Thioredoxin-1 actively maintains the pseudokinase MLKL in a reduced state to suppress disulfide bond-dependent MLKL polymer formation and necroptosis

Eduardo Reynoso, Hua Liu, Lin Li, Anthony L. Yuan, She Chen, Zhigao Wang

Research output: Contribution to journalArticle

9 Scopus citations


Necroptosis is an immunogenic cell death program that is associated with a host of human diseases, including inflammation, infections, and cancer. Receptor-interacting protein kinase 3 (RIPK3) and its substrate mixed lineage kinase domainlike protein (MLKL) are required for necroptosis activation. Specifically, RIPK3-dependent MLKL phosphorylation promotes the assembly of disulfide bond-dependent MLKL polymers that drive the execution of necroptosis. However, how MLKL disulfide bond formation is regulated is not clear. In this study we discovered that the MLKL-modifying compound necrosulfonamide cross-links cysteine 86 of human MLKL to cysteine 32 of the thiol oxidoreductase thioredoxin-1 (Trx1). Recombinant Trx1 preferentially binds to monomeric MLKL and blocks MLKL disulfide bond formation and polymerization in vitro. Inhibition of MLKL polymer formation requires the reducing activity of Trx1. Importantly, shRNA-mediated knockdown of Trx1 promotes MLKL polymerization and sensitizes cells to necroptosis. Furthermore, pharmacological inhibition of Trx1 with compound PX-12 induces necroptosis in multiple cancer cell lines. Altogether, these findings demonstrate that Trx1 is a critical regulator of necroptosis that suppresses cell death by maintaining MLKL in a reduced inactive state. Our results further suggest new directions for targeted cancer therapy in which thioredoxin inhibitors like PX-12 could potentially be used to specifically target cancers expressing high levels of MLKL or MLKL short isoforms.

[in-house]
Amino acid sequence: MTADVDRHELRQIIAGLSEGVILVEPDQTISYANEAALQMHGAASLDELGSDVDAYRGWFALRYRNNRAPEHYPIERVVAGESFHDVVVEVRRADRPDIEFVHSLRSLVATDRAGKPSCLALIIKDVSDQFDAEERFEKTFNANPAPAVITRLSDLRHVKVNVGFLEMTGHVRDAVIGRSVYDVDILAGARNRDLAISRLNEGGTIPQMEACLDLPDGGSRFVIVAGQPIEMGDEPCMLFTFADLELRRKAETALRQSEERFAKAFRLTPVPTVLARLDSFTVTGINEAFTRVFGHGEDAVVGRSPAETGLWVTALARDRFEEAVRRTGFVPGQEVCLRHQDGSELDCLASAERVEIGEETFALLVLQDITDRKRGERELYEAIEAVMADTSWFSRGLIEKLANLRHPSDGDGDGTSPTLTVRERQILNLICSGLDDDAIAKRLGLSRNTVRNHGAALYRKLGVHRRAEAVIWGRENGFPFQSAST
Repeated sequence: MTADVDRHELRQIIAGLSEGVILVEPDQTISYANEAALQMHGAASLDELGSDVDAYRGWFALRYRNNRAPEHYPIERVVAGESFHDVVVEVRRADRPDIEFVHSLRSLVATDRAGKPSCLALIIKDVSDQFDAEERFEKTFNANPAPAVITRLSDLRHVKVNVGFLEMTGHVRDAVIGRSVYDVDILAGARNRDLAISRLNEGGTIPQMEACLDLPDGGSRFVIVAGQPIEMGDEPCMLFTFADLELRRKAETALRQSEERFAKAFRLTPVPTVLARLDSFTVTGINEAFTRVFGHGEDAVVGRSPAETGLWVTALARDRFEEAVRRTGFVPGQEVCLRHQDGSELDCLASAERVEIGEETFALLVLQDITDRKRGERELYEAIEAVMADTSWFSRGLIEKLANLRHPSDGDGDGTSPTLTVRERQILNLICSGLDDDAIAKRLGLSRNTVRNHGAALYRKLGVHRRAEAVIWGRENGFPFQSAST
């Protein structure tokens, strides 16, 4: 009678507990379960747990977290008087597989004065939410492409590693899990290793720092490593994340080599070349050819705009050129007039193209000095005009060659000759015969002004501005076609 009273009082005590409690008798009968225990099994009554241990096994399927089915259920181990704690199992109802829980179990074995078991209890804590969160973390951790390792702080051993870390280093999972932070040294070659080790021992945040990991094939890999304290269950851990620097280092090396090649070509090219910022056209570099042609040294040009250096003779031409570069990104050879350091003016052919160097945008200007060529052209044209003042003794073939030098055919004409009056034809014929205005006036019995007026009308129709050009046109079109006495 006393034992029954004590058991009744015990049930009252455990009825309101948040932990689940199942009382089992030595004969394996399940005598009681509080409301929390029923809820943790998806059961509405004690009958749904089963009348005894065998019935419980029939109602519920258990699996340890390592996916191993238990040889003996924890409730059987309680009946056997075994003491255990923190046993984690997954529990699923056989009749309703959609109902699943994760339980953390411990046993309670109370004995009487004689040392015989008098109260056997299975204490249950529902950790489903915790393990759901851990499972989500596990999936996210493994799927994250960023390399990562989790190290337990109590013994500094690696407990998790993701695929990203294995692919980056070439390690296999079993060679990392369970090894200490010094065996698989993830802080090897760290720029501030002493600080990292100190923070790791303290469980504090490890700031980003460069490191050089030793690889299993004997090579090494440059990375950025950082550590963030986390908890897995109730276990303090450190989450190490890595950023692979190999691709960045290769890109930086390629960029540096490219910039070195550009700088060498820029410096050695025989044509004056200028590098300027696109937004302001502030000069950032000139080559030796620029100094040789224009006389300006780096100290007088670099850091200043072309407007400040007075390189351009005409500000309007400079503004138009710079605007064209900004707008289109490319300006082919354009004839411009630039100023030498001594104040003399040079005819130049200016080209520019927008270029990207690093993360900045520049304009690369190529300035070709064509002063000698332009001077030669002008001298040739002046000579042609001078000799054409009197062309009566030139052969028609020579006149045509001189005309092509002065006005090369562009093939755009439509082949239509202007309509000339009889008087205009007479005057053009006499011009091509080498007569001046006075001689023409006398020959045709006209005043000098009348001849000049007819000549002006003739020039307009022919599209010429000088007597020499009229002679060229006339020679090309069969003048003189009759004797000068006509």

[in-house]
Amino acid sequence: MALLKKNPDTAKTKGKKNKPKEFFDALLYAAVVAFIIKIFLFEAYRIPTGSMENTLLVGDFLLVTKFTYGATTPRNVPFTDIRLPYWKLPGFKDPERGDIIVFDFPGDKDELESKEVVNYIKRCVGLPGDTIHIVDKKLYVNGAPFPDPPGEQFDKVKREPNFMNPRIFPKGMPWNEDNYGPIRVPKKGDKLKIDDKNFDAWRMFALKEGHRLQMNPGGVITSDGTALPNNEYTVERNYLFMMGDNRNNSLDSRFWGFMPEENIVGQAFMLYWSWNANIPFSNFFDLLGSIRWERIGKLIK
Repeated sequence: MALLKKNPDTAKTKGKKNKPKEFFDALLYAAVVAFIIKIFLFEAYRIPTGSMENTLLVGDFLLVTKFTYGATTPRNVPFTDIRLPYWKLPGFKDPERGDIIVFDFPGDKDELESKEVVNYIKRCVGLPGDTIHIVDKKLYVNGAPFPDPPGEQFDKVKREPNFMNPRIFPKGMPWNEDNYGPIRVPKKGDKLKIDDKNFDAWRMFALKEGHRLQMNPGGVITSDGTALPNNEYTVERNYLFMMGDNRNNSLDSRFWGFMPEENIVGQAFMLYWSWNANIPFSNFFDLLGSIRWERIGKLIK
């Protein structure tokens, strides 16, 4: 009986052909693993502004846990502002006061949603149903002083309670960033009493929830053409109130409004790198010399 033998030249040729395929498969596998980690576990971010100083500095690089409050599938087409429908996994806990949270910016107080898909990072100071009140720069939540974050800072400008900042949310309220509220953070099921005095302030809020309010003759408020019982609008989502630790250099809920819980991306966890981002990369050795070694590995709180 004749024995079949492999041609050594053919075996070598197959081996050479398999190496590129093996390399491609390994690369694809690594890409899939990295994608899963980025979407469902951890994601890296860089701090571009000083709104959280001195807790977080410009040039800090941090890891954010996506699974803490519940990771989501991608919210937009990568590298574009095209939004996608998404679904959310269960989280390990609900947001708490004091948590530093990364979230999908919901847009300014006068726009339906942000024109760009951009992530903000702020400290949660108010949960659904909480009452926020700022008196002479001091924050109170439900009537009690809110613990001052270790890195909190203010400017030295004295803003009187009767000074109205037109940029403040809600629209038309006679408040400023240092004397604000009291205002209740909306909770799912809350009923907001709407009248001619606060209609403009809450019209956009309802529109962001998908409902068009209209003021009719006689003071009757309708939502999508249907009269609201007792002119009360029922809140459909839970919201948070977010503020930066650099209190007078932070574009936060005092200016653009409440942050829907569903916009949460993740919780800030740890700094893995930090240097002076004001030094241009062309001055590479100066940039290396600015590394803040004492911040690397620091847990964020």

Original languageEnglish (US)
Pages (from-to)17514-17524
Number of pages11
JournalJournal of Biological Chemistry
Issue number42
StatePublished - Oct 20 2017


ASJC Scopus subject areas

  • Biochemistry
  • Molecular Biology
  • Cell Biology

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